Tips on Blogging (about Canaduh)

1. Don’t use Blogger/Google

To make a Blogger account you’ll need to sign up for Google. To use your account you will need a password, an alternate email address, and a phone number (for two-step verification). If you choose you can download a list of Recovery Code numbers to input should you get locked out.

Most security-conscious people will enable two-step verification, but unfortunately that doesn’t help. I’ve twice been locked out of two different accounts. If you forget your password (or are otherwise locked out) you will lose permanent access even if you have 2 out of the 3 recovery points. Despite having a phone number and recovery codes (and password) I was unable to log in.

Locking writers out of their accounts is extremely easy: all someone has to do is try and log in to your account numerous times in a short period. Security will automatically lock your account, and you’ll likely be permanently locked out if you’ve lost access to your secondary email or changed your phone number.

Also, if you want to close your account later on you will need to send Google a copy of your passport with your full name. Obviously this can be problematic if you’re writing under a pen name. I would suggest using a friend’s generic name (if your friend gives permission) but this will also put your friend at risk from obsessed fruitcakes who have made it their mission to dox or harass you upon finding out personal contact info. It’s better to avoid the headaches altogether.

I have also had my personal Gmail/Google account hacked, which is apparently not hard to do. Once you’ve been hacked, no amount of password changes or security measures seem to be sufficient to block the hacker from regular access.

2. Copy + Paste

When I started writing I copied down comments from other forums and websites. It may have seemed redundant at the time (while the comments were still up) but proved useful later on – most of the original comments are now gone. Canadians often flag, complain, or find other ways to have negative opinions and reviews taken down (sometimes the website itself ceases to exist).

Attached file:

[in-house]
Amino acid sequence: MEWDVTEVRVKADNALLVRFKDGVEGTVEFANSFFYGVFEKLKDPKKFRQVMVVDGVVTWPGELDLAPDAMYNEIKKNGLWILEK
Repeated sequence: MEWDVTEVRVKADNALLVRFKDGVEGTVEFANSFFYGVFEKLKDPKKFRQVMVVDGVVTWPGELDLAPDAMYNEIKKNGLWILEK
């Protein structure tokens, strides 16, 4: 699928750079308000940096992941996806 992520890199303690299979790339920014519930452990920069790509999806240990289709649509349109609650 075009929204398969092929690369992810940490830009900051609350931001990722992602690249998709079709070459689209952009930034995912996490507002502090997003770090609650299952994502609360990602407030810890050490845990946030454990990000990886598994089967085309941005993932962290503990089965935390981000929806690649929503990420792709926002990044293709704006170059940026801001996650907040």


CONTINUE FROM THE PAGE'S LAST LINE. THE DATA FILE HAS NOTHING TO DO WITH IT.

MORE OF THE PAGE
Quoting/copying comments and discussions helps to preserve them in the event they go missing; remember to add a link to the original source.

3. No advertising

You can allow ads on your site which pay per view, click or purchase. The revenue from these are minimal unless your site is generating tens of thousands or millions of unique views per month.

The most popular are Google Ads which are now available for use anywhere outside of Google. The payout is low, although higher than other comparable sources. If you are locked out of your account you will lose access to your funds even as Google continues to charge advertisers for what your now-defunct site is showing.

No one cares about Canada. You could be the wittiest writer alive, but anything Canada-related is sure to have low viewing figures just based on the total indifference to the country’s existence. A blog about toe fungus would be a better bet – as it affects more people and is more relevant to the global community.

The main viewership will be people who dislike Canada (a low number from a low population to begin with), and the curious or those who stumble upon your writing by chance – not a great revenue source.